Georgios Grivas 1,2, Stavros Cheristanidis2, Archontoula Chaloulakou2, Petros Koutrakis3, Nikos Mihalopoulos1,4

Institute for Environmental Research and Sustainable Development, National Observatory of Athens, 15236 Athens, Greece
School of Chemical Engineering, National Technical University of Athens, 15780 Athens, Greece
Department of Environmental Health, Harvard T.H. Chan School of Public Health, Boston, MA 02115, USA
Environmental Chemistry Processes Laboratory, Department of Chemistry, University of Crete, 71003 Heraklion, Greece

Received: December 8, 2017
Revised: February 6, 2018
Accepted: February 8, 2018
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Cite this article:
Grivas, G., Cheristanidis, S., Chaloulakou, A., Koutrakis, P. and Mihalopoulos, N. (2018). Elemental Composition and Source Apportionment of Fine and Coarse Particles at Traffic and Urban Background Locations in Athens, Greece. Aerosol Air Qual. Res. 18: 1642-1659.


  • Large roadside increments for toxic trace elements at fine and coarse size ranges.
  • Inter-site discrepancies in relative inputs of traffic and regional/secondary sources.
  • Natural sources account for 8–13% of PM10 indicating limits to regulatory compliance.
  • High inter-site temporal covariance but different levels of net source contributions.
  • Control of traffic emissions could produce significant effects for the greater area.



Athens is one of the European cities most burdened by particle pollution; thus, characterizing the aerosol composition and sources is imperative for addressing health concerns and undertaking mitigation measures. In this study, PM10 and PM2.5 ambient samples, collected at a roadside traffic and at an urban background site throughout an annual period, were analyzed for their elemental composition and light-absorbing carbon. Positive Matrix Factorization (PMF) analysis was performed to identify sources and quantify their contributions to the PM2.5 and PM10–2.5 fractions. Above a two-fold roadside enhancement of concentrations was observed for a number of vehicle-emitted and road-dust resuspended species (BC, Cu, Zn, Fe and Ca), with increments for trace elements being more notable in the coarse fraction. Source apportionment indicated that road traffic and sulfate-rich regional aerosols were the key contributors to the fine particles, with the former being dominant at the roadside site (43%) and the latter accounting for the majority (52%) of the particle mass at the background location. Other fine particle sources included biomass burning -mainly during wintertime-, heavy oil combustion, mineral dust and sea salt. For coarse particles, the PMF-extracted factors were associated with vehicular emissions and road dust (prevailing at the roadside site, with a combined contribution of 60%), mineral dust and sea salt (52% cumulatively at the background site). Regional contributions of secondary and natural particles were comparable in level and well correlated among the sites. On the contrary, the net contributions from traffic related sources exhibited large concentration gradients; however, high spatial correlations were observed, especially in cases with favorable wind circulations from the city center towards the background site. It appears that controlling traffic related emissions, in the absence of significant point sources in the area, could have a pronounced effect on a wide spatial scale within Athens, with broad implications for the protection of public health.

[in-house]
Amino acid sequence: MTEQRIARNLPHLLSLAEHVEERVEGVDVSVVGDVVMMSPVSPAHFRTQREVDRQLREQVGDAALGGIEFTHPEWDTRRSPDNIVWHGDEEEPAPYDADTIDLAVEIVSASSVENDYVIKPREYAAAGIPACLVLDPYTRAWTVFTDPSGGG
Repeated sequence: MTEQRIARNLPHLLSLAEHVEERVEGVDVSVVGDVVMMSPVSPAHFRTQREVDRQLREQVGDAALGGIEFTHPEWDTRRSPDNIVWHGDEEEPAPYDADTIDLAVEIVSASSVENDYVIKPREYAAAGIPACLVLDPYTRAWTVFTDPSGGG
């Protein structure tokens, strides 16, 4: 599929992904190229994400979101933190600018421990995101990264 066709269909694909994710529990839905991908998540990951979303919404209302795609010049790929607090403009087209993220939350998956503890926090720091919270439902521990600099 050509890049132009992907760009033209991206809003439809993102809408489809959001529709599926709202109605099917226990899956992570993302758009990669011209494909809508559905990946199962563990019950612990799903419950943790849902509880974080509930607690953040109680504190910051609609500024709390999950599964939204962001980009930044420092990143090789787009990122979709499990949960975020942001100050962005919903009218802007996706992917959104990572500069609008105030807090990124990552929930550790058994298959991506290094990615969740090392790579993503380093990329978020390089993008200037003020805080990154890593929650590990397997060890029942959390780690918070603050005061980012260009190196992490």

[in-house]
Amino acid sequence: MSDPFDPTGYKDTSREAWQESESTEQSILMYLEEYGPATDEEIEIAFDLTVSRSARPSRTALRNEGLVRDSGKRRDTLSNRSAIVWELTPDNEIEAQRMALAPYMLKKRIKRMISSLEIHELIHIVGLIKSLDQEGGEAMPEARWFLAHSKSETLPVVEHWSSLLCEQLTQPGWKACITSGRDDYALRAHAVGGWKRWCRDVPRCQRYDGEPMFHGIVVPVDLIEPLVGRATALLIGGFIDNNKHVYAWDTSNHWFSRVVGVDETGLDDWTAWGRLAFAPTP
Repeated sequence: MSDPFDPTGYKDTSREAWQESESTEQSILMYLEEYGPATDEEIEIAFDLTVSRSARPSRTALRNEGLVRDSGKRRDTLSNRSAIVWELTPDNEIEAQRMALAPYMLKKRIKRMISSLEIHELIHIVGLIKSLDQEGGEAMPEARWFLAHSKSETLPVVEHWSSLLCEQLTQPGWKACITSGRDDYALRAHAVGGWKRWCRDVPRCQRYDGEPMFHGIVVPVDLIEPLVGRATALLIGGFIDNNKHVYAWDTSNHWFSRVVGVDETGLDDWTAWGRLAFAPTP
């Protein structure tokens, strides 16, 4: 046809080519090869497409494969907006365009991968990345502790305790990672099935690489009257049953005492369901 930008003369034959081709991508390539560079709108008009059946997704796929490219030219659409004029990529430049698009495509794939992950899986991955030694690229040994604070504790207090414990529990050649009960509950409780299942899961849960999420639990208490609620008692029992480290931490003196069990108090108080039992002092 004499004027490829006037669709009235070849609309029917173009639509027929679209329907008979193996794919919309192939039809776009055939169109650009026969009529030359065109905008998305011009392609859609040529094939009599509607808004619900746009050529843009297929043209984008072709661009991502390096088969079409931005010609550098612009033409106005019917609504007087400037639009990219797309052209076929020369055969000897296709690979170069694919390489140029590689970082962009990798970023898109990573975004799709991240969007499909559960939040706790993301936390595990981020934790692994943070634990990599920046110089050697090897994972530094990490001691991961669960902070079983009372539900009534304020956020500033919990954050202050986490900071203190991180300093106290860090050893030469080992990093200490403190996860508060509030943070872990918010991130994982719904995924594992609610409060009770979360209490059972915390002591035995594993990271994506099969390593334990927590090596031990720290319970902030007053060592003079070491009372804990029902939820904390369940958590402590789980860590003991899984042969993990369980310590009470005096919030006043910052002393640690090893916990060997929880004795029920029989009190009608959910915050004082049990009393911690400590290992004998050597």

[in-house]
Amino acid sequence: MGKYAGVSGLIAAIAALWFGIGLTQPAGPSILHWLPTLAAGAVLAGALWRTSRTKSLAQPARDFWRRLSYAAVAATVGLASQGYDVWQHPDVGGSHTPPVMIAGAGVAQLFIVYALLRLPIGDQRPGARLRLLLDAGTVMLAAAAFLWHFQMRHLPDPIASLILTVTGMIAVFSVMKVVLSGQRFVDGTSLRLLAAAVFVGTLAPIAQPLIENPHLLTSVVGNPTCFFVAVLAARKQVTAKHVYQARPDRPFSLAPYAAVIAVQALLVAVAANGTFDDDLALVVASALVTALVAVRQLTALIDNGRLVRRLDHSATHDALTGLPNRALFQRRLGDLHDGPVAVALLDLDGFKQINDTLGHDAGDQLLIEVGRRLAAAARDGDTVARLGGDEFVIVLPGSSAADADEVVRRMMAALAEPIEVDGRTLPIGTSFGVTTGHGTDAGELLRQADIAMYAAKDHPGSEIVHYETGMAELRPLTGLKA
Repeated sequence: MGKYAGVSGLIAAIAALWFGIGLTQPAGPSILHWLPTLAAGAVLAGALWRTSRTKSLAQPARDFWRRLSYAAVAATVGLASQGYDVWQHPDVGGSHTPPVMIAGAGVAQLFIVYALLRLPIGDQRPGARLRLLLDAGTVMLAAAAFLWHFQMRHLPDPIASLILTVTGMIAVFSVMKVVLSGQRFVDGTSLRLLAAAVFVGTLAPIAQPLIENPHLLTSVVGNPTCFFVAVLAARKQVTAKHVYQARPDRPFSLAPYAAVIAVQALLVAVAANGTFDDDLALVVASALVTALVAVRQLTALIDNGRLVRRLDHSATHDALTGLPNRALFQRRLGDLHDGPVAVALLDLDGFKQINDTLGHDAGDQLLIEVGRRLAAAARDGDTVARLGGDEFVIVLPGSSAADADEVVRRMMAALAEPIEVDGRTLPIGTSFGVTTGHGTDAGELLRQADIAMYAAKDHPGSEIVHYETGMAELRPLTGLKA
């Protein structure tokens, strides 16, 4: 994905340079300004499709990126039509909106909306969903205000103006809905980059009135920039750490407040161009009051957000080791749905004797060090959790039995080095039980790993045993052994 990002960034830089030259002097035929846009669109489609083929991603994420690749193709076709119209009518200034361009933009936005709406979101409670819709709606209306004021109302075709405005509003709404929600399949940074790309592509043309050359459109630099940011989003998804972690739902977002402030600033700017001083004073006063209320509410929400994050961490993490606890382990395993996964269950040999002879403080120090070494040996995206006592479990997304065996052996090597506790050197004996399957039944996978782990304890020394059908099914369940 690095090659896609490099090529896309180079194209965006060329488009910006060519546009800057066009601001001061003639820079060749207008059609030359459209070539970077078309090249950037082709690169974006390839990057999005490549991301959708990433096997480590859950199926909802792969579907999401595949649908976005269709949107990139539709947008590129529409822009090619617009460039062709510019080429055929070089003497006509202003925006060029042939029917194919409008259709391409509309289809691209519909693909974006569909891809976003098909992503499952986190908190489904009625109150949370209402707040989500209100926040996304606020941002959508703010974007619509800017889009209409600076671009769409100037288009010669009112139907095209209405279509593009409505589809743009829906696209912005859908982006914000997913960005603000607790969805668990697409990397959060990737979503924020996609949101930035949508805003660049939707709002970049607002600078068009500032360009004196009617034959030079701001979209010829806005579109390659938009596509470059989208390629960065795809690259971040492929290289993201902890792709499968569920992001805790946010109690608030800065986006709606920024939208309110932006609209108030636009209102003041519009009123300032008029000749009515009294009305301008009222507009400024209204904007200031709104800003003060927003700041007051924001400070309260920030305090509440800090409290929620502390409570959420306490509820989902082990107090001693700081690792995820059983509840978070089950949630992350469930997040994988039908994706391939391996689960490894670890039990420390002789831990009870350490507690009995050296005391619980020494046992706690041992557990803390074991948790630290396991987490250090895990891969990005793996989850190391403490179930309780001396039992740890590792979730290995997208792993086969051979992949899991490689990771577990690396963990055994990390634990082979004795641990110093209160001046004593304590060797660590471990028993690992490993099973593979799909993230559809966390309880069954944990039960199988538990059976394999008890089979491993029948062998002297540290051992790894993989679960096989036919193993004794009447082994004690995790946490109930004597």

Keywords: PM2.5; PM10-2.5; XRF; Spatial variability; Receptor modelling.


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